Volume Eight includes Goodwin’s work on justification. He acknowledges the theological truth that we are saved by grace through faith—but how does that inform the life and thought of believers? Goodwin writes extensively the nature and object of faith, and the relationship between grace and faith. He also explores the ways in which faith is represented in the lives of believers, and concludes with an honest appraisal of faith’s challenges and difficulties.
Praise for the Print Edition
He speaks the intimacies of things from an inward sense and feeling of them in his own heart, to the particular cases and experiences of others.
- Title: The Works of Thomas Goodwin, vol. 8
- Author: Thomas Goodwin
- Publisher: James Nichol
- Publication Date: 1863
- Pages: 593
About Thomas Goodwin
Thomas Goodwin (1600-1680) was born in Norfolk in England as the oldest son of Richard and Catherine Goodwin. At the age of six, Goodwin, in his own words, “began to have some slighter workings of the Holy Spirit.” He attended Christ’s College in Cambridge, and was ordained as a preacher in 1625 and as a lecturer at Trinity Church in 1633.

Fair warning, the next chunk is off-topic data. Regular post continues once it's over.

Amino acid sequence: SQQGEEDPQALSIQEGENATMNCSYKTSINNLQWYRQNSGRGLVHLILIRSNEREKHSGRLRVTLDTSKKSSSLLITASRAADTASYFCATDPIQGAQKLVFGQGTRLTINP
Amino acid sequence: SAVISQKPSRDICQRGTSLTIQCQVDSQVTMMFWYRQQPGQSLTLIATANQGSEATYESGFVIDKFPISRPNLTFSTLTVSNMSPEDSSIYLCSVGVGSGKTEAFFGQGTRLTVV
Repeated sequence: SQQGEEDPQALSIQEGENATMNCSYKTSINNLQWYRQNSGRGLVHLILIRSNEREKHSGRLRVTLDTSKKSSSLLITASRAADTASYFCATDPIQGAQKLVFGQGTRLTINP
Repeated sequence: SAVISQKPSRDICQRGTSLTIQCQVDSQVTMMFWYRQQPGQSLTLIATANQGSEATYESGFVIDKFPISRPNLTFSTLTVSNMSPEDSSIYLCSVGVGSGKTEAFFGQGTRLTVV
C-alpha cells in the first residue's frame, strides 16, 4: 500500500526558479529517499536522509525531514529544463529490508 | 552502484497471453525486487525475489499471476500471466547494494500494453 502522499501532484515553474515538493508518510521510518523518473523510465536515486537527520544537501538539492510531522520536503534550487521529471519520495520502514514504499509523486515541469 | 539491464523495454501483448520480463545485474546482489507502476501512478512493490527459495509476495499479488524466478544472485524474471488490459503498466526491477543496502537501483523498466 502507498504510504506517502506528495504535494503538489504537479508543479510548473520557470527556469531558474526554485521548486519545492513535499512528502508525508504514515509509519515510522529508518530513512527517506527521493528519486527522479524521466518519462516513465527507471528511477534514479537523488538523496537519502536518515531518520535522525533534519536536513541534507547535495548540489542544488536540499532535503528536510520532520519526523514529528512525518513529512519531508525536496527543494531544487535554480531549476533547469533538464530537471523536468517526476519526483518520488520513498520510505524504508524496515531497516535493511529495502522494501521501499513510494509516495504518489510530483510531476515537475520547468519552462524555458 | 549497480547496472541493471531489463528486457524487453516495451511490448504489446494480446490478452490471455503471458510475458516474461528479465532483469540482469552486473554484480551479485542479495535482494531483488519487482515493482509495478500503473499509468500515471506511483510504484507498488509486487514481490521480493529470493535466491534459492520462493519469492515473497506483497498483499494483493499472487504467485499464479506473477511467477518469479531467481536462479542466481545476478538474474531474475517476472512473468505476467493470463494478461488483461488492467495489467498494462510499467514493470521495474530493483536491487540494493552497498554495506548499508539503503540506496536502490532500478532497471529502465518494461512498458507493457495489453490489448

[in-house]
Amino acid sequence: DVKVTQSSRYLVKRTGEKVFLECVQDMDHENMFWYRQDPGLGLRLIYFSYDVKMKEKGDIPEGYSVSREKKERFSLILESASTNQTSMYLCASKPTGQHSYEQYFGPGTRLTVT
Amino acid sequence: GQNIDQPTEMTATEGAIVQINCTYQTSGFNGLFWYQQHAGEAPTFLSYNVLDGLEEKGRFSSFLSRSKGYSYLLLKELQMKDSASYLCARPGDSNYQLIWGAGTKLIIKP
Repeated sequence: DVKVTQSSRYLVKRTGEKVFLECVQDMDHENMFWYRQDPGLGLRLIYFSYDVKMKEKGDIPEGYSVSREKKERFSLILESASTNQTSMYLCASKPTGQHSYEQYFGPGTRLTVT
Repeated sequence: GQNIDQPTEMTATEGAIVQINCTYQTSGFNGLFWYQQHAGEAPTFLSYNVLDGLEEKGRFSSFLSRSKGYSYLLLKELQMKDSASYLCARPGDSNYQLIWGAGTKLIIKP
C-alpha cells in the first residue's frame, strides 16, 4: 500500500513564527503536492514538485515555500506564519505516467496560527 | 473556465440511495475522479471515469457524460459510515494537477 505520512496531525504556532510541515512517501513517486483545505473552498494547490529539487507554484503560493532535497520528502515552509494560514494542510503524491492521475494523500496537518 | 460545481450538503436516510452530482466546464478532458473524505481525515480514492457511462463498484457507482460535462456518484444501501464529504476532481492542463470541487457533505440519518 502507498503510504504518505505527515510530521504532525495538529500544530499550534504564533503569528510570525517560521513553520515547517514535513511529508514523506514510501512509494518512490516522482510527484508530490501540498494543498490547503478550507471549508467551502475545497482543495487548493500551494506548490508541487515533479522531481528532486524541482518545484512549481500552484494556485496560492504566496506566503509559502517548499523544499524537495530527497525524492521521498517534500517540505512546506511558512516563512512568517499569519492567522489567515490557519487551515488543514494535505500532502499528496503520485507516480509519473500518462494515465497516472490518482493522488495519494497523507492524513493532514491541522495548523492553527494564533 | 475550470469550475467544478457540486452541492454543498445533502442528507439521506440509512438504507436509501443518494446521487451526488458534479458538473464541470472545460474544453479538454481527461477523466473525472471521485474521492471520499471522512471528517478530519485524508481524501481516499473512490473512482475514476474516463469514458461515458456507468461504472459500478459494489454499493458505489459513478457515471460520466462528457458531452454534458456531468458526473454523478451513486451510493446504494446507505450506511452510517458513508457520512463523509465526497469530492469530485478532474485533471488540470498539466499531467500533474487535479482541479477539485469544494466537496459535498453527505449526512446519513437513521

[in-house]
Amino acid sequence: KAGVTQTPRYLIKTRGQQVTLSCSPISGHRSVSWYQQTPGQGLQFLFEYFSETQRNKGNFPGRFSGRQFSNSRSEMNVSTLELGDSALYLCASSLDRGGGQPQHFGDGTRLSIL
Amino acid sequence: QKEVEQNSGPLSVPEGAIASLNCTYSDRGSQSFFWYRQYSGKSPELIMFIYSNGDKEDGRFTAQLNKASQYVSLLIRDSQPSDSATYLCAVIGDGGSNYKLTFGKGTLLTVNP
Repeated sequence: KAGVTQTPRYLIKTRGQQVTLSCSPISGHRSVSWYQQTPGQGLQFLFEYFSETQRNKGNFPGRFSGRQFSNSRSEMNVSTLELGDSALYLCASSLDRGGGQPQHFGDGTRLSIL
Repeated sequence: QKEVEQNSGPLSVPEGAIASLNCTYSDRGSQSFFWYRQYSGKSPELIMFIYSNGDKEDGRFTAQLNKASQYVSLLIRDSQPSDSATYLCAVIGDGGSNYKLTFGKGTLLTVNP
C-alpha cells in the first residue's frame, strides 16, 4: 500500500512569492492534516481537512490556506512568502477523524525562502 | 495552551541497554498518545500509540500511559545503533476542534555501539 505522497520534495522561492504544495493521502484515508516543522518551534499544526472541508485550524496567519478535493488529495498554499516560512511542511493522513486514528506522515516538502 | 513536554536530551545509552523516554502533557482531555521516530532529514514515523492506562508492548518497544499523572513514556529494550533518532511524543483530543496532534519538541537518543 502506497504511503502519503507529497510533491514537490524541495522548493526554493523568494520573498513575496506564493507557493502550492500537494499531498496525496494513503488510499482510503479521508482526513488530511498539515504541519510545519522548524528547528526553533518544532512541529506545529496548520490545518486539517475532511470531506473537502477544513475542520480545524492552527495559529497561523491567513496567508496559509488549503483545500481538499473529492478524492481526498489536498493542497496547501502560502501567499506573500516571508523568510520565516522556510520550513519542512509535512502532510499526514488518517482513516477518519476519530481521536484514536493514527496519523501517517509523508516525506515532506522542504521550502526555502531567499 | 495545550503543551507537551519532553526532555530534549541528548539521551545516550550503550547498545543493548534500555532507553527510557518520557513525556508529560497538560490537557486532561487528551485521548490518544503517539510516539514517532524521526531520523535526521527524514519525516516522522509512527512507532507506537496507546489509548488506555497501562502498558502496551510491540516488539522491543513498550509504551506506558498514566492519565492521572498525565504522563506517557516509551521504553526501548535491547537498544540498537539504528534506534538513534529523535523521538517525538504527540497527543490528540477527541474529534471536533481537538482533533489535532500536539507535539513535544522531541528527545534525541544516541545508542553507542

In 1634, he resigned and in 1639 was forced to flee to the Netherlands to escape persecution.
After Goodwin returned to England, he became a member of the Westminster Assembly, and frequently preached in Parliament. In 1656, he also became chaplain to Oliver Cromwell. Along with John Owen, Thomas Goodwin was instrumental in writing the Westminster Confession of 1658.
In 1660, Goodwin returned to London and served as pastor of Fetter Lane Independent Church, where he remained until his death.